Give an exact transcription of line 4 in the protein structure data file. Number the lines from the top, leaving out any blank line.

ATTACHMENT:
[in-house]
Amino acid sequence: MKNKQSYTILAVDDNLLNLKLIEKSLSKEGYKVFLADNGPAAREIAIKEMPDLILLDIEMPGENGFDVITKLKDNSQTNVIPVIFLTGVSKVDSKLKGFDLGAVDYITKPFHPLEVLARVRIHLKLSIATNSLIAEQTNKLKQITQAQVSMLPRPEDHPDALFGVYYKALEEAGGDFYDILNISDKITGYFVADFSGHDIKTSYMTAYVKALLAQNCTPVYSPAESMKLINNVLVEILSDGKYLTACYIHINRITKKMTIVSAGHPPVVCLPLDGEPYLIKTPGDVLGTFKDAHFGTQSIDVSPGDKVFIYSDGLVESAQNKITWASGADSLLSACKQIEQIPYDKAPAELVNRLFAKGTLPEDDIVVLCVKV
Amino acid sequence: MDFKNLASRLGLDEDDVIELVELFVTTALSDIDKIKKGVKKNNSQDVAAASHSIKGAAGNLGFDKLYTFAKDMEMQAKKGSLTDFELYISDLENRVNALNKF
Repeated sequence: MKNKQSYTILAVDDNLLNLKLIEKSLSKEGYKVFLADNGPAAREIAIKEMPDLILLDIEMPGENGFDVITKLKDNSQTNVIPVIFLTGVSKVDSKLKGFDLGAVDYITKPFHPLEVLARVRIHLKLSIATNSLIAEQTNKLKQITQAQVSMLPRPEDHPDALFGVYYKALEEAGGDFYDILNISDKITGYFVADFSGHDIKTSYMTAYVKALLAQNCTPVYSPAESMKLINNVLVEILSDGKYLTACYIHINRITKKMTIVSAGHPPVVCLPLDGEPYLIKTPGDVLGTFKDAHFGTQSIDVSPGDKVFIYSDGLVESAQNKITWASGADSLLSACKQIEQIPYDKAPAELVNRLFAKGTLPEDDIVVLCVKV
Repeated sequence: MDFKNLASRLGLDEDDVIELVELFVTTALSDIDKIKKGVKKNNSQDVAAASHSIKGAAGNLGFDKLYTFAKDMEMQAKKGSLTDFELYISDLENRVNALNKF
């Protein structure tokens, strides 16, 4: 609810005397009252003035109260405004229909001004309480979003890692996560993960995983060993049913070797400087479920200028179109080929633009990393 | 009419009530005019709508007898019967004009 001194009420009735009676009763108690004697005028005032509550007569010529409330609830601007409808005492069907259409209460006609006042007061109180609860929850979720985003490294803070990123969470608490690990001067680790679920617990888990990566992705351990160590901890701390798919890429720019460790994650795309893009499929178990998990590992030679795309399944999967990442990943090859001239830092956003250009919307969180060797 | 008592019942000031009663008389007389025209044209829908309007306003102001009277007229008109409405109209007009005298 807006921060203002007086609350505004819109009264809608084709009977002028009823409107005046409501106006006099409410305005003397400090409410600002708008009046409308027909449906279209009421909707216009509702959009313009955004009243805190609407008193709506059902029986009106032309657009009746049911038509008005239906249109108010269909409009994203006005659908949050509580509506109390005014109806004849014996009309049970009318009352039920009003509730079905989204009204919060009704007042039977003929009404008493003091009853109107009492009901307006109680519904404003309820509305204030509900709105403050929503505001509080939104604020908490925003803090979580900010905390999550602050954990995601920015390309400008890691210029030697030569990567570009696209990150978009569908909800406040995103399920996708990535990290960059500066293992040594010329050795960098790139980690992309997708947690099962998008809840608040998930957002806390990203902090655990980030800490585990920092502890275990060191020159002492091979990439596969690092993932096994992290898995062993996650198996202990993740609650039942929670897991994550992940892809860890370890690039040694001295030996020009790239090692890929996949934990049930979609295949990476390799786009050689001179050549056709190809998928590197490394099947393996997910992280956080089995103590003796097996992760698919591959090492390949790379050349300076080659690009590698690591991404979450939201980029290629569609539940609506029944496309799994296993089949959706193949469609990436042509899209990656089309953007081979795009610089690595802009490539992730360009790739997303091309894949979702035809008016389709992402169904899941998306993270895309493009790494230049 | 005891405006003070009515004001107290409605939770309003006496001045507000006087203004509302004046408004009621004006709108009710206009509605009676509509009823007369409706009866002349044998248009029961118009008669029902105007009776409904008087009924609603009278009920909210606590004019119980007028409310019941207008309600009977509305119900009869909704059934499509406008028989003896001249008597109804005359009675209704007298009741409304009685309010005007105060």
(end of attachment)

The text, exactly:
Repeated sequence: MKNKQSYTILAVDDNLLNLKLIEKSLSKEGYKVFLADNGPAAREIAIKEMPDLILLDIEMPGENGFDVITKLKDNSQTNVIPVIFLTGVSKVDSKLKGFDLGAVDYITKPFHPLEVLARVRIHLKLSIATNSLIAEQTNKLKQITQAQVSMLPRPEDHPDALFGVYYKALEEAGGDFYDILNISDKITGYFVADFSGHDIKTSYMTAYVKALLAQNCTPVYSPAESMKLINNVLVEILSDGKYLTACYIHINRITKKMTIVSAGHPPVVCLPLDGEPYLIKTPGDVLGTFKDAHFGTQSIDVSPGDKVFIYSDGLVESAQNKITWASGADSLLSACKQIEQIPYDKAPAELVNRLFAKGTLPEDDIVVLCVKV